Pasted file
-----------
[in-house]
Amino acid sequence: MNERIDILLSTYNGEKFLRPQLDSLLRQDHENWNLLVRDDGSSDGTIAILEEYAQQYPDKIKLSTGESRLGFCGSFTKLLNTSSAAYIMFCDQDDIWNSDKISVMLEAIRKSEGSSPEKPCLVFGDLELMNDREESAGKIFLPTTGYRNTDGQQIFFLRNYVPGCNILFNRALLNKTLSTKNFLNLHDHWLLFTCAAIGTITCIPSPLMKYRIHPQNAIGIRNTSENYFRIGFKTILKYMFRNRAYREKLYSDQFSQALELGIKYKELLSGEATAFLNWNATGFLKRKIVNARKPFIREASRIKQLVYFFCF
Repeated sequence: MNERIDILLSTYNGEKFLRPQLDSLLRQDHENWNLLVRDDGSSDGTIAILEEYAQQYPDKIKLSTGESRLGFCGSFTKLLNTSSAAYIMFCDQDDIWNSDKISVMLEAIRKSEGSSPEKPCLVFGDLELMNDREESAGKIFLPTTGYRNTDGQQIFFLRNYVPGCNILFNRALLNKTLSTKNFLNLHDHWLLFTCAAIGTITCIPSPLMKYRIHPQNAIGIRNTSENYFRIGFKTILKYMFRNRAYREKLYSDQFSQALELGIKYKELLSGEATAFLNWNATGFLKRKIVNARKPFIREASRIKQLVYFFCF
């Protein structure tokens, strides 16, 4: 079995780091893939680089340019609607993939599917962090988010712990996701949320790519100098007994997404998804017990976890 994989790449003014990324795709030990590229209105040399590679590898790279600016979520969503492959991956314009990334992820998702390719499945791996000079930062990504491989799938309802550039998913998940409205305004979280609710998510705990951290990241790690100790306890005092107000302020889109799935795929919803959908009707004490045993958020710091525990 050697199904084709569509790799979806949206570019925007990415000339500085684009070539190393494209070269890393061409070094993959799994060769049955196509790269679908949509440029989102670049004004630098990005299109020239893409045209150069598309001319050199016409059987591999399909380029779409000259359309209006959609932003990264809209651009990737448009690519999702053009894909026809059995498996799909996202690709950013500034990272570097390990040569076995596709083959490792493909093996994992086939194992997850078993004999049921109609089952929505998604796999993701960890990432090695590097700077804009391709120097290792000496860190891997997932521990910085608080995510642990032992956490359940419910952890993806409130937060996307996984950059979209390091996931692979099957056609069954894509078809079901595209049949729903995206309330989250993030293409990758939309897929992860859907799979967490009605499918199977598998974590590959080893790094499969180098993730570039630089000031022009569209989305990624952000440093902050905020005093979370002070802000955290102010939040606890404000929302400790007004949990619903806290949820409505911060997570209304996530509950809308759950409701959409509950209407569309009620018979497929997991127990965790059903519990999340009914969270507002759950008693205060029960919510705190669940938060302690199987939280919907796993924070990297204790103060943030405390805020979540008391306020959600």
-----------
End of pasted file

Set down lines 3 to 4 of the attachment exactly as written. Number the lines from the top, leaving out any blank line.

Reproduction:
Repeated sequence: MNERIDILLSTYNGEKFLRPQLDSLLRQDHENWNLLVRDDGSSDGTIAILEEYAQQYPDKIKLSTGESRLGFCGSFTKLLNTSSAAYIMFCDQDDIWNSDKISVMLEAIRKSEGSSPEKPCLVFGDLELMNDREESAGKIFLPTTGYRNTDGQQIFFLRNYVPGCNILFNRALLNKTLSTKNFLNLHDHWLLFTCAAIGTITCIPSPLMKYRIHPQNAIGIRNTSENYFRIGFKTILKYMFRNRAYREKLYSDQFSQALELGIKYKELLSGEATAFLNWNATGFLKRKIVNARKPFIREASRIKQLVYFFCF
């Protein structure tokens, strides 16, 4: 079995780091893939680089340019609607993939599917962090988010712990996701949320790519100098007994997404998804017990976890 994989790449003014990324795709030990590229209105040399590679590898790279600016979520969503492959991956314009990334992820998702390719499945791996000079930062990504491989799938309802550039998913998940409205305004979280609710998510705990951290990241790690100790306890005092107000302020889109799935795929919803959908009707004490045993958020710091525990 050697199904084709569509790799979806949206570019925007990415000339500085684009070539190393494209070269890393061409070094993959799994060769049955196509790269679908949509440029989102670049004004630098990005299109020239893409045209150069598309001319050199016409059987591999399909380029779409000259359309209006959609932003990264809209651009990737448009690519999702053009894909026809059995498996799909996202690709950013500034990272570097390990040569076995596709083959490792493909093996994992086939194992997850078993004999049921109609089952929505998604796999993701960890990432090695590097700077804009391709120097290792000496860190891997997932521990910085608080995510642990032992956490359940419910952890993806409130937060996307996984950059979209390091996931692979099957056609069954894509078809079901595209049949729903995206309330989250993030293409990758939309897929992860859907799979967490009605499918199977598998974590590959080893790094499969180098993730570039630089000031022009569209989305990624952000440093902050905020005093979370002070802000955290102010939040606890404000929302400790007004949990619903806290949820409505911060997570209304996530509950809308759950409701959409509950209407569309009620018979497929997991127990965790059903519990999340009914969270507002759950008693205060029960919510705190669940938060302690199987939280919907796993924070990297204790103060943030405390805020979540008391306020959600």